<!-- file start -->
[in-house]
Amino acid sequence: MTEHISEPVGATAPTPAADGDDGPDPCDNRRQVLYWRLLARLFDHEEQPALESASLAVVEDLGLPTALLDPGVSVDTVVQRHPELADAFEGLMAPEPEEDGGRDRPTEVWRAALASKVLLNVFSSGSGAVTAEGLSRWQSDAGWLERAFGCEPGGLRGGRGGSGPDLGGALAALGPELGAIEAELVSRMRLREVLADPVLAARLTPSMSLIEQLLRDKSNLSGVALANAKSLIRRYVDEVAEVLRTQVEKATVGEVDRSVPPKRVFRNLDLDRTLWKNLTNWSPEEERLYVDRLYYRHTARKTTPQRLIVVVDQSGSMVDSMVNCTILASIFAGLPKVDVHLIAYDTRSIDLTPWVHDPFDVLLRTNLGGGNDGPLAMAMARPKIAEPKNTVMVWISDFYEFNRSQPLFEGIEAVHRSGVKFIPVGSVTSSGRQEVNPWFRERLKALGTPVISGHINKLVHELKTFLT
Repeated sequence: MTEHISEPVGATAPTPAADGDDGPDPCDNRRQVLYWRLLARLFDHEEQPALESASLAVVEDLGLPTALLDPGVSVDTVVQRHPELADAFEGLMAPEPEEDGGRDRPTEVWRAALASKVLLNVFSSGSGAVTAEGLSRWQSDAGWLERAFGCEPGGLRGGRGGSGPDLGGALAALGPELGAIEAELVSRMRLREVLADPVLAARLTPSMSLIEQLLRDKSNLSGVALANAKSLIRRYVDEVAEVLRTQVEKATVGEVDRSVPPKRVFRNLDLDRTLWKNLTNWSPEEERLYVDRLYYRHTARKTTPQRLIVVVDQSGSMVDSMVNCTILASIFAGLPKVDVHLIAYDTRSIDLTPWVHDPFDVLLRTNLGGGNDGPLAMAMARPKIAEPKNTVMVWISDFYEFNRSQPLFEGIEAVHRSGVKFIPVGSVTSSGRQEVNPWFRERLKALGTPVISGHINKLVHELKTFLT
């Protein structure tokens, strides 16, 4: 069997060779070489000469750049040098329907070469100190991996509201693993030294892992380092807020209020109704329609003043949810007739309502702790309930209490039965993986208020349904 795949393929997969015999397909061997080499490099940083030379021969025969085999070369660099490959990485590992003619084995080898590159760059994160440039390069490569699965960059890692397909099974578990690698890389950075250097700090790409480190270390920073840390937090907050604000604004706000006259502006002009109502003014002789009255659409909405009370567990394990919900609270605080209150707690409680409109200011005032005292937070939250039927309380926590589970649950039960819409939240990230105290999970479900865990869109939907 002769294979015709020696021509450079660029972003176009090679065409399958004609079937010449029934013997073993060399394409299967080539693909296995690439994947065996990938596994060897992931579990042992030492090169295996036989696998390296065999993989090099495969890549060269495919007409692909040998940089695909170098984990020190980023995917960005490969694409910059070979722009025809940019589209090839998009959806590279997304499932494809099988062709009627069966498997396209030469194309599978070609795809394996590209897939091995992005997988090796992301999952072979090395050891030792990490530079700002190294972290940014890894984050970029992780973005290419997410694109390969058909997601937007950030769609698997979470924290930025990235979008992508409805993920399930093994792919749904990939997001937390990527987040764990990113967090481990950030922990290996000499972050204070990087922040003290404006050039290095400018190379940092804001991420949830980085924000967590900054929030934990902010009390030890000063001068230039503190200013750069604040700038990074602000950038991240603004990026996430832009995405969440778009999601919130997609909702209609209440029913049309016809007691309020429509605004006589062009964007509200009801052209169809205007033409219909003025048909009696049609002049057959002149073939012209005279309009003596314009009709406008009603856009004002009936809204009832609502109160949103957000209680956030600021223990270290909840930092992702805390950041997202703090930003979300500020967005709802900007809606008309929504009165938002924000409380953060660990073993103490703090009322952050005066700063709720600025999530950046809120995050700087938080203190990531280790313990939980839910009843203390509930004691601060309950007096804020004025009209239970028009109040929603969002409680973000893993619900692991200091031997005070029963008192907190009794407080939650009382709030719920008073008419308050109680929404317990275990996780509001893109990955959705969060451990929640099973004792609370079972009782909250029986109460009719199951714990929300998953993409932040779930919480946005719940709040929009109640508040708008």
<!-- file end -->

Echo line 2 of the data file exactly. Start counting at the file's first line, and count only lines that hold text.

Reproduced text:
Amino acid sequence: MTEHISEPVGATAPTPAADGDDGPDPCDNRRQVLYWRLLARLFDHEEQPALESASLAVVEDLGLPTALLDPGVSVDTVVQRHPELADAFEGLMAPEPEEDGGRDRPTEVWRAALASKVLLNVFSSGSGAVTAEGLSRWQSDAGWLERAFGCEPGGLRGGRGGSGPDLGGALAALGPELGAIEAELVSRMRLREVLADPVLAARLTPSMSLIEQLLRDKSNLSGVALANAKSLIRRYVDEVAEVLRTQVEKATVGEVDRSVPPKRVFRNLDLDRTLWKNLTNWSPEEERLYVDRLYYRHTARKTTPQRLIVVVDQSGSMVDSMVNCTILASIFAGLPKVDVHLIAYDTRSIDLTPWVHDPFDVLLRTNLGGGNDGPLAMAMARPKIAEPKNTVMVWISDFYEFNRSQPLFEGIEAVHRSGVKFIPVGSVTSSGRQEVNPWFRERLKALGTPVISGHINKLVHELKTFLT